Equally great in the hour of defeat as of victory, see him at Teneriffe with his shattered arm going to the rescue of his companions and saving their lives, while every moment of delay increased the peril of his own by hemorrhage and exhaustion: see him walk up the ship’s side — hear him command the surgeon to proceed to amputation; and see the fortitude with which he bore the agonizing pain. [12]

There is perhaps no particular reason to disbelieve or play down stories of Nelson’s composure in surgery, but it is possible to view the myth of the heroic sufferer in a less celebratory light. Some critical voices have gone as far as to wonder if Nelson might have been a ‘manic depressive’ with a taste for blood. Although, as an amputee with one eye and a slightly effeminate manner, he was by no means a straightforward macho hero, he came to represent a masculine ideal at a time when the mass mobilisation of men was powerfully changing conceptions of manhood. His legendary fortitude in surgery was a central aspect of the ‘version of stoic, affective, masculinist patriotism in the service of the nation-state’ that Kathleen Wilson has seen as embodied by Nelson, and, as she notes, that vision of the British state is still with us in many ways.[13] Indeed, in his bold courting of danger and injury and his comradely patriotic endurance of the agonies of surgery, one could go as far as to see him as the chief willing sacrificial victim of the British cause in the wars. The Nelson case is thus an illuminating example of the relationship between the complex subjective reality of pain in surgery and the role of culture in mediating both the experience itself and its subsequent meanings.


[1] Matthew Henry Barker (‘An Old Sailor’), The Life of Nelson (London: Frederic Shoberl, 1836), p. 177.

[2] Timothy Jenks, Naval Engagements (Oxford: Oxford University Press, 2006), p. 198.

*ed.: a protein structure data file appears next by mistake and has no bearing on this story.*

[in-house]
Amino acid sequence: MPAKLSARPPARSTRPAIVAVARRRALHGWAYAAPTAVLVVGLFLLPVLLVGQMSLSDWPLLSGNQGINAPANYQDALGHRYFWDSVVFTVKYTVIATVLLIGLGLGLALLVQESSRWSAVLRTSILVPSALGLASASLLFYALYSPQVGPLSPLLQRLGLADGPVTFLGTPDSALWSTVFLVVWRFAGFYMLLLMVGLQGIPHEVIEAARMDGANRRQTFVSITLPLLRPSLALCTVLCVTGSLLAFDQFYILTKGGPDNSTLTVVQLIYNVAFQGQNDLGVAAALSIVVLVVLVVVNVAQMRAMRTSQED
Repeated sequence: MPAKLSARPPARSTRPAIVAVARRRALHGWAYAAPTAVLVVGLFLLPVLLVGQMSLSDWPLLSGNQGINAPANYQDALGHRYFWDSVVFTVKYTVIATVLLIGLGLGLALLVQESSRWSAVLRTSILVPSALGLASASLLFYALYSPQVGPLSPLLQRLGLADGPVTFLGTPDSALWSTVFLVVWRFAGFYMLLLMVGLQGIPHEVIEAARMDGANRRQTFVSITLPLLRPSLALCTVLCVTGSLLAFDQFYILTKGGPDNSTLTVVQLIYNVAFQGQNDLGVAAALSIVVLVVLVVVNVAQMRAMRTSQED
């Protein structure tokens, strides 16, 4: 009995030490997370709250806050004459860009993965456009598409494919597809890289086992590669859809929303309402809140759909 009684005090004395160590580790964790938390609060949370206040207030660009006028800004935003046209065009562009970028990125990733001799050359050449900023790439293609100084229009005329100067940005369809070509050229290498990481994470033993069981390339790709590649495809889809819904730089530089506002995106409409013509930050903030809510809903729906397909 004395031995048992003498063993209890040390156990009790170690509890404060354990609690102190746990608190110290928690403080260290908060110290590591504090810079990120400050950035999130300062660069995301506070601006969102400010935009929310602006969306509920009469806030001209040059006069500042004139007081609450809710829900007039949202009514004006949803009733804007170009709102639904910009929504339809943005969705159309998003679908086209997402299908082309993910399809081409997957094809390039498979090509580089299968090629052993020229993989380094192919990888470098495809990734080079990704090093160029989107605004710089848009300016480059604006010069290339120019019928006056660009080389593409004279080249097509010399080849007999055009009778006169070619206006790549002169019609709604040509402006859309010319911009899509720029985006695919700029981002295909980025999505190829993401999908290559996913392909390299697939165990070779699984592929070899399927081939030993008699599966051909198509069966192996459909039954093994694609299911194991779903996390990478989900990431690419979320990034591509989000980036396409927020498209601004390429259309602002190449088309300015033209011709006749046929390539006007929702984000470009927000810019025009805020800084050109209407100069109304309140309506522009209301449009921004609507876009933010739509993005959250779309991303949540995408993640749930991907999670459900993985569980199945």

[3] Colin White, ‘Nelson Apotheosised: The Creation of the Nelson Legend’, in David Cannadine (ed.), Admiral Lord Nelson: Context and Legacy (Basingstoke: Palgrave Macmillan, 2005), pp. 93-114, at p. 95.

[4] Andrew Lambert, Nelson: Britannia’s God of War (London: Faber and Faber, 2005), p. 180.

[5] Memoirs and Letters of Sir William Hoste, 2 vols (London: Richard Bentley, 1833), 1.74.  

[6] Anon., ‘Anecdote of Nelson’, Aberdeen Press and Journal 24 December 1845, p. 4.

[7] Andrew Lambert, Nelson: Britannia’s God of War (London: Faber and Faber, 2005), pp. 128-9.

[8] Robert Southey, The Life of Nelson (London: Routledge, 1878), p. 89.

[9] James Mason, Great Triumphs of Great Men (London: William Nimmo, 1875), p. 86. Tales of the Wars (London: William Mark Clark, 1836), p. 198, Samuel Beeton, Beeton’s Hero Soldiers, Sailors and Travellers in Kafirland (London: Ward, Lock, and Tyler, 1873), p. 99.

[10] William Beatty, Authentic Narrative of the Death of Lord Nelson (London: T. Davison, 1807), p. 18.

[11] Thomas Pettigrew, Memoirs of the Life of Vice-Admiral Lord Nelson (London: T. and W. Boone, 1849), p. 406.

[12] William James, The Naval History of Great Britain, 6 vols (London: Harding, Lepard, and Co., 1826), 4.120.

[13] Kathleen Wilson, ‘Nelson and the People: Manliness, Patriotism and Body Politics’, in David Cannadine (ed.), Admiral Lord Nelson: Context and Legacy (Basingstoke: Palgrave Macmillan, 2005), pp. 49-66, at pp. 49-50.